One major benefit of TM’s deployments has been a renewed commitment to love one another as husband and wife…. to create a space that is US, and not just “co-parents” or “army couple” (makes me cringe — he’s active duty — i’m his bride — we are separate people!!). When he hangs it up one day, and we move into the next season of our life together, I want the love and connection to be there… and spending time apart has actually deepened that tremendously. We spent last summer apart, but our last long separation (15 months) ended three years ago. A part of me misses that season, as wicked hard as it was. God wastes nothing.

  4. 4 Phyllis February 21, 2012 at 7:46 am

    How did you know? My husband is away right now. Only over night, but I can’t believe how crazy everything has been without him! Usually we just enjoy a little bit of a quieter and simpler time when he’s gone. This time? I don’t know what happened! (I should write up some of it, because it’s all just so hilariously crazy!)

  5. 5 Ashley L February 21, 2012 at 5:18 pm

    Jolene, I’m glad you liked the pictures, even if they are such poor quality! There are some better ones on our family blog (thelatvalasinrussia.wordpress.com) if you wanted to see a bit more of our family life! =) I love all of the stuff you have on your blog and had such a blast “touring” your beautiful home!

    Melissa, what a wonderful way to make such great use of your time alone! I absolutely love it and your ability to look over the challenges to see the great benefit of that special time! Your desire to really be intentional to know and love the culture/people/language more is such a wonderful inspiration!

    Val, I was so inspired by your perspective and ability to see the good in even such long separations. I feel like a week is a long time, but you have by the grace of God not only survived but even thrived in far more challenging separations. Thank you for sharing how God has used those times in your relationship with your husband and with your kids too. Such great and helpful words to hear!

    And Phyllis, I am sorry that things have been crazy, but I love your sense of humor about it! I’ll be looking out for a blog post about your adventures. =) I’m praying for you today!

  6. 6 Phyllis February 21, 2012 at 5:35 pm

    Like Melissa, I also used to go have sleepovers with a friend when we were in Russia. Her husband and mine were usually gone together, so we’d put our babies to bed and spend time together. It was great Russian practice for me, because back in those days I really relied on my husband for language help. Now I have too many children to really pull that off well, and I haven’t made close enough friends. I have thought that maybe I could invite someone to stay with us sometime, but my little ones need to grow up a little more first, so that I’m not quite so much in survival mode. 🙂

  7. 7 jolenesloan February 21, 2012 at 6:47 pm

    Well, where have I been?! Thanks for sharing the address to your family blog (which I had no idea you had)! Would it be possible for you to add a “subscribe by e-mail” option to it? I don’t see one like that here on this blog, but somehow I get your posts delivered to my inbox each time you post and I love that!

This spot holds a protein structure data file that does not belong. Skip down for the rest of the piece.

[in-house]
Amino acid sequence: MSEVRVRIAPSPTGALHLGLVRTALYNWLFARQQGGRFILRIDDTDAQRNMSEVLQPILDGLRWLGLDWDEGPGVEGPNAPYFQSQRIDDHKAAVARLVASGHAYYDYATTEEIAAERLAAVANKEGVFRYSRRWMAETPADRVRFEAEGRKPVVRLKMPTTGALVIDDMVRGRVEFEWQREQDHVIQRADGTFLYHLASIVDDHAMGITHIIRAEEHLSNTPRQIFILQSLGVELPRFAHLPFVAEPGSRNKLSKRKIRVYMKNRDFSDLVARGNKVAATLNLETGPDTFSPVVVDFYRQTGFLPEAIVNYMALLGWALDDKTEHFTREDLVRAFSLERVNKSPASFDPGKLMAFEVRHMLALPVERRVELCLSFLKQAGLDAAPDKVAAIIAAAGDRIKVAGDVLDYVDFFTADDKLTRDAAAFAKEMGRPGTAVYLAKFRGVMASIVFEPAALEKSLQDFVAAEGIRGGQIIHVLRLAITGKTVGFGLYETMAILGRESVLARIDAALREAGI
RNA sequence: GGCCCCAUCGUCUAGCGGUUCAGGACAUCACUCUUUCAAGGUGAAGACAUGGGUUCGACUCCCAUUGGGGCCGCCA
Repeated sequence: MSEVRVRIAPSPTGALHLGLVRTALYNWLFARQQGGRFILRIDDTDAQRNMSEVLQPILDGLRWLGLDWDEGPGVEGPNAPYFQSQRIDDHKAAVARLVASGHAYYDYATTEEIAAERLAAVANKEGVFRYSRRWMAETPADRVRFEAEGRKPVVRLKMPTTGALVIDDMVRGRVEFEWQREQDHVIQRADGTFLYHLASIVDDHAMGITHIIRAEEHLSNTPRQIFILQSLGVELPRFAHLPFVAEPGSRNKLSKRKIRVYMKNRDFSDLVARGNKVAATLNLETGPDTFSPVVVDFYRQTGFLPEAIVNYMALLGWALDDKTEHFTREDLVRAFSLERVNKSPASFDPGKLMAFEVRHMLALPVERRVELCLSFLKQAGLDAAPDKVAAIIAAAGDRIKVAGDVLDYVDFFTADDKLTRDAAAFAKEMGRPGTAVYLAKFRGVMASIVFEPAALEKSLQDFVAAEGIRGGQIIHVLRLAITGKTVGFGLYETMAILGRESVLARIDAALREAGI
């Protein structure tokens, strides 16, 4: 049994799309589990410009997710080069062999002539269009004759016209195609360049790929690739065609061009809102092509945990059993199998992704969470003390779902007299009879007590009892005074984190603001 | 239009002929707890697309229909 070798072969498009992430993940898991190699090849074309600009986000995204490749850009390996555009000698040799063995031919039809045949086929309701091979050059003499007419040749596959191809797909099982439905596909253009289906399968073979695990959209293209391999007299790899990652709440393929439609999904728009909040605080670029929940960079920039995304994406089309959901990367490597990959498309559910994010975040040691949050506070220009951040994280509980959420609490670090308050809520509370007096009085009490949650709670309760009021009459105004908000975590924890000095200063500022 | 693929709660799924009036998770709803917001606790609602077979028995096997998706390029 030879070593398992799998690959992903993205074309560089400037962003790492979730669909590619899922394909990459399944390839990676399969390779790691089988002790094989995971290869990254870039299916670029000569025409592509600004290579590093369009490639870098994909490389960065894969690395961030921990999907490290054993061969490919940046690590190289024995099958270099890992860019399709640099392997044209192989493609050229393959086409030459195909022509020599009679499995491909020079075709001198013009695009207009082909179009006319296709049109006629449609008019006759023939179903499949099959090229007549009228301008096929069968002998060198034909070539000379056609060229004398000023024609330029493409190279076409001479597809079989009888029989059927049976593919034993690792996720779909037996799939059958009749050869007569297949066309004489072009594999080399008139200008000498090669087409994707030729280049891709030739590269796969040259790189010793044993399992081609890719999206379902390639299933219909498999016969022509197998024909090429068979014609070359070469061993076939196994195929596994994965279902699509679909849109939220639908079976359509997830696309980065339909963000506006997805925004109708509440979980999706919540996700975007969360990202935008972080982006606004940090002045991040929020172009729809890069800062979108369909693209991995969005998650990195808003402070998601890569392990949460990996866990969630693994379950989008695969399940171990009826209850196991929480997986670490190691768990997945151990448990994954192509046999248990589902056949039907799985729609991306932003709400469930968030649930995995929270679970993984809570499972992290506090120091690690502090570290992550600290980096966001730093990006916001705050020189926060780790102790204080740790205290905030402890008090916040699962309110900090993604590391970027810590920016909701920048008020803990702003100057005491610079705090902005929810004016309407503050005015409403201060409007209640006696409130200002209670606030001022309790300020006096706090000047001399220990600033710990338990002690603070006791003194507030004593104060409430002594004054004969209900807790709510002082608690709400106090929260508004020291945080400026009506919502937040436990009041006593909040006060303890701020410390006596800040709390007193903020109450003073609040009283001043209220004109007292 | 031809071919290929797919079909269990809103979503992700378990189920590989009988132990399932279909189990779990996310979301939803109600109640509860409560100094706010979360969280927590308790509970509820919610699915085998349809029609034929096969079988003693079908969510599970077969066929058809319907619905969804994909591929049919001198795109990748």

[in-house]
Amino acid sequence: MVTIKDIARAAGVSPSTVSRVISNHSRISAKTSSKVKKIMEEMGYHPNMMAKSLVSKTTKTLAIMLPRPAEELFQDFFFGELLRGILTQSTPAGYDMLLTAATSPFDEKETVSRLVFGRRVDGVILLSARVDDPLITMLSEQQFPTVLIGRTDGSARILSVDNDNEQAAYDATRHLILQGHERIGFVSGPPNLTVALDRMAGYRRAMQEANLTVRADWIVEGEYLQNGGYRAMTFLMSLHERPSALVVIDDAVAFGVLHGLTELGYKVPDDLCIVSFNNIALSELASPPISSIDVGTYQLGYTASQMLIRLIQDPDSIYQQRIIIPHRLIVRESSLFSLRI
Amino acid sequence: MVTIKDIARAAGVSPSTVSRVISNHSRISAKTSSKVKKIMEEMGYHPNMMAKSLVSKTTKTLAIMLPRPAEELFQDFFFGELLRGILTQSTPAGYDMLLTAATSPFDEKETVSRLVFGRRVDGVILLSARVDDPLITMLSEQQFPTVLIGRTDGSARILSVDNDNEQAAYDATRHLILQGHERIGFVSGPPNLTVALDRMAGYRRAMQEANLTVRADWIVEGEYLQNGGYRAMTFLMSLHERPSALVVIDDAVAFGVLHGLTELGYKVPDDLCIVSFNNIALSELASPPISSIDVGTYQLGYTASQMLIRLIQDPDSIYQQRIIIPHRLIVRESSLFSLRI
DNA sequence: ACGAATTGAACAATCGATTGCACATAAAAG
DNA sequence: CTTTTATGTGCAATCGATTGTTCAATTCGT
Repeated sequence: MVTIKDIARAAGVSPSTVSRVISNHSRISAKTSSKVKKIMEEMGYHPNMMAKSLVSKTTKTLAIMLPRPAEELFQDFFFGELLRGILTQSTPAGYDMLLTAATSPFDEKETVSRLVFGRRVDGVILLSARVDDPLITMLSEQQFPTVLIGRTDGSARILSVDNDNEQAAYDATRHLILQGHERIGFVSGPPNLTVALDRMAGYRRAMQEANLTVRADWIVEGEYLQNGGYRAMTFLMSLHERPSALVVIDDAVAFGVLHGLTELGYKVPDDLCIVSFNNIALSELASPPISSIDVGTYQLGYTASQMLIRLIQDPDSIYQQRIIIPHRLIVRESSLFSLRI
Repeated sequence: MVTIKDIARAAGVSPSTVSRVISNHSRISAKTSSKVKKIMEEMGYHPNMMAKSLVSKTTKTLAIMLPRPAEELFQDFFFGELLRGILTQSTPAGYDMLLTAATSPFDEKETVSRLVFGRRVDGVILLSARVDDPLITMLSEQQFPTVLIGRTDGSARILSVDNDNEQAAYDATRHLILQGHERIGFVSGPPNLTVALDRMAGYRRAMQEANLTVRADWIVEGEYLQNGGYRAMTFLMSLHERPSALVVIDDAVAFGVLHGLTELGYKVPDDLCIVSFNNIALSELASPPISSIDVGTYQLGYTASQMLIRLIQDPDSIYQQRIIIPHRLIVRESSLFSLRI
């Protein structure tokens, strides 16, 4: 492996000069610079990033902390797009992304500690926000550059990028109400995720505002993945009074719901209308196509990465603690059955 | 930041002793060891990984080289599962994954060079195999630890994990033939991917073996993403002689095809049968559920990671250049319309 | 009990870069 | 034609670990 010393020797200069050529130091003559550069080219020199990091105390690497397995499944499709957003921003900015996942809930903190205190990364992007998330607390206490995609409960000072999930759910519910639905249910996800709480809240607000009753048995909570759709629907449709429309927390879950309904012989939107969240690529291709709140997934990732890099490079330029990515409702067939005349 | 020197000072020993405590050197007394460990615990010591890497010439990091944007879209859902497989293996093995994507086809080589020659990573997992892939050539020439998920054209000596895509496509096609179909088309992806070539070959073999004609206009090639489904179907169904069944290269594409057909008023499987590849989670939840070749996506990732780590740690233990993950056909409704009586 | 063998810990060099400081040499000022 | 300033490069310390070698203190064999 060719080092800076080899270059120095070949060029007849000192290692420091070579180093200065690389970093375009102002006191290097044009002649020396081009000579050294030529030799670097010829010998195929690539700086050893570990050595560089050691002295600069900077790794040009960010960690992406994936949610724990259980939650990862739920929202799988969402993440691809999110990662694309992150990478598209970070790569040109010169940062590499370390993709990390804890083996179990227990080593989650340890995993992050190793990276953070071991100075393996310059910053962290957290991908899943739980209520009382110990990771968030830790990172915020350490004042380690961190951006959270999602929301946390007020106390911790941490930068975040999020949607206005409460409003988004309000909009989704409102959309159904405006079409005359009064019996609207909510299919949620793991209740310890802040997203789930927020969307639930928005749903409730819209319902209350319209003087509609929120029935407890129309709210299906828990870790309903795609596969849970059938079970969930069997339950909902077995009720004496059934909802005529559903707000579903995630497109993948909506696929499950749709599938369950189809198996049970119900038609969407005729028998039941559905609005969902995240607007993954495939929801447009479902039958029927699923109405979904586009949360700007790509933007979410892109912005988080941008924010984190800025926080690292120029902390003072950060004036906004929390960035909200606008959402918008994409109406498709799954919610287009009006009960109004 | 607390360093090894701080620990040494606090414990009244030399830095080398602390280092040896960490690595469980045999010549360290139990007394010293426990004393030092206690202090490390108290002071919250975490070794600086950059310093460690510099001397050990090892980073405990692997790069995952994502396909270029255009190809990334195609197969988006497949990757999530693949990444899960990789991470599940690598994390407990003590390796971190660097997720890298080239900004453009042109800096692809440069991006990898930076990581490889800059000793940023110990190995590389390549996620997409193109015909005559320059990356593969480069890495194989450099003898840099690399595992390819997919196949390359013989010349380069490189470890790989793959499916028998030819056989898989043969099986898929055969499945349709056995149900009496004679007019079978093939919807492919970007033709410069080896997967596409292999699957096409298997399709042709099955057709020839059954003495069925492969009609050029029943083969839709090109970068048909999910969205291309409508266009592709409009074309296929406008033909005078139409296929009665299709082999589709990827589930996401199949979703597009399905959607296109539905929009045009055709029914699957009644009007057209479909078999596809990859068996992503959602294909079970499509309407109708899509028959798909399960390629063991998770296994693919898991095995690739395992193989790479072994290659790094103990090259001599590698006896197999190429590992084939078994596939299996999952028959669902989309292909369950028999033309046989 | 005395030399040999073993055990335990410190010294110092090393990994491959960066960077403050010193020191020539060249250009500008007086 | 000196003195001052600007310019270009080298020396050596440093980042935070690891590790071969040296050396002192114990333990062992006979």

8. 8 Ashley L February 22, 2012 at 8:28 am

    Actually, I don’t think I have ever really officially mentioned our family blog here, Jolene, so you haven’t missed anything! Sadly, as you can tell, I don’t get much time to keep it very up to date (I wish I had even more time to post more on THIS blog too, but such is life!). And I’ll see about the subscribe by email option. I have no idea about this, but I’ll see if it can be added. =)

  9. 9 jolenesloan February 22, 2012 at 8:30 am

    Thanks, Ashley! I’ll check back soon to see if you were able to add it. Thank you!!!

  10. 10 Ashley L February 22, 2012 at 12:05 pm

    Success! I added the “follow by email” function to both blogs. =)

  11. 11 jolenesloan February 22, 2012 at 2:04 pm

    Thanks again, Ashley. I am now subscribed to both. 🙂

  12. 12 Sarah February 23, 2012 at 2:36 am

    Oh, this comes at the PERFECT time for me! My husband is leaving this weekend leading a team in another country for nine days. He is gone a couple of times a year for 7-12 days each time, but because of being on furlough last year, this will be my first time with two little ones for this long. I’ve been working to plan ahead for the time and many of my preparations are very similar to the ideas you shared! It must work for missionary mamas all over the globe. =) It’s encouraging to me to know this at this time! Something I would add that might be more specific to me is I’m trying to guard my thoughts and not think of too many “what if?” situations of various emergencies, etc. that could happen, but to be in prayer about the time and to know that there are friends to call on if needed. That is something else I would add – to ask for help if you need it… or to accept help when it’s offered. Sometimes it’s hard to feel ok with that for some reason, isn’t it? I too love having a vital role praying for my husband and for the ministry he’s part of while he’s gone. I ask him to write up specific prayer requests for the week and it’s always fun to hear how God answered those prayers when he returns.

  13. 13 Shilo February 23, 2012 at 8:00 pm

    Great ideas, Ashley! Another thing we do is my kids are allowed to “sleep over” on the floor in my room when dad is gone. This makes bedtime FUN instead of a time they miss dad who is usually a big part of their bedtime routine with reading/devotions/prayer.